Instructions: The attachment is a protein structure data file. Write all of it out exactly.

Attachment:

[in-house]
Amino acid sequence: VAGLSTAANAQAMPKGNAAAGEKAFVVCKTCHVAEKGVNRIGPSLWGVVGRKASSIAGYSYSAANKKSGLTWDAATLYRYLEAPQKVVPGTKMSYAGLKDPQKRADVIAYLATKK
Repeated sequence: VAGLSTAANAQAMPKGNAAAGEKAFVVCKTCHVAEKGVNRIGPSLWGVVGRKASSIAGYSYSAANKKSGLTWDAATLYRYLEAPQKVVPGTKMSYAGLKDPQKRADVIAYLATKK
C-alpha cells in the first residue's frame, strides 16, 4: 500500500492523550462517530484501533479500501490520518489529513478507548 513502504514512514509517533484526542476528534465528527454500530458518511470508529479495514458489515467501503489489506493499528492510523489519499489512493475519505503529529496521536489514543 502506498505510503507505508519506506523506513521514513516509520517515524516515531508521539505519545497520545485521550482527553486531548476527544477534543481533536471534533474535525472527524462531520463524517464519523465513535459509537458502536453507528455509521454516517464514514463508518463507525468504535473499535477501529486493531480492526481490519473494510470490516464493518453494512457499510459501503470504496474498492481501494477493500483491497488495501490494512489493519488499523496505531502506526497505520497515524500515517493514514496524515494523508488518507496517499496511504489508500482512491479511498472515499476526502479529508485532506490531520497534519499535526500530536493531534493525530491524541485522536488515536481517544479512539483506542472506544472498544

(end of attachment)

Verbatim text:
[in-house]
Amino acid sequence: VAGLSTAANAQAMPKGNAAAGEKAFVVCKTCHVAEKGVNRIGPSLWGVVGRKASSIAGYSYSAANKKSGLTWDAATLYRYLEAPQKVVPGTKMSYAGLKDPQKRADVIAYLATKK
Repeated sequence: VAGLSTAANAQAMPKGNAAAGEKAFVVCKTCHVAEKGVNRIGPSLWGVVGRKASSIAGYSYSAANKKSGLTWDAATLYRYLEAPQKVVPGTKMSYAGLKDPQKRADVIAYLATKK
C-alpha cells in the first residue's frame, strides 16, 4: 500500500492523550462517530484501533479500501490520518489529513478507548 513502504514512514509517533484526542476528534465528527454500530458518511470508529479495514458489515467501503489489506493499528492510523489519499489512493475519505503529529496521536489514543 502506498505510503507505508519506506523506513521514513516509520517515524516515531508521539505519545497520545485521550482527553486531548476527544477534543481533536471534533474535525472527524462531520463524517464519523465513535459509537458502536453507528455509521454516517464514514463508518463507525468504535473499535477501529486493531480492526481490519473494510470490516464493518453494512457499510459501503470504496474498492481501494477493500483491497488495501490494512489493519488499523496505531502506526497505520497515524500515517493514514496524515494523508488518507496517499496511504489508500482512491479511498472515499476526502479529508485532506490531520497534519499535526500530536493531534493525530491524541485522536488515536481517544479512539483506542472506544472498544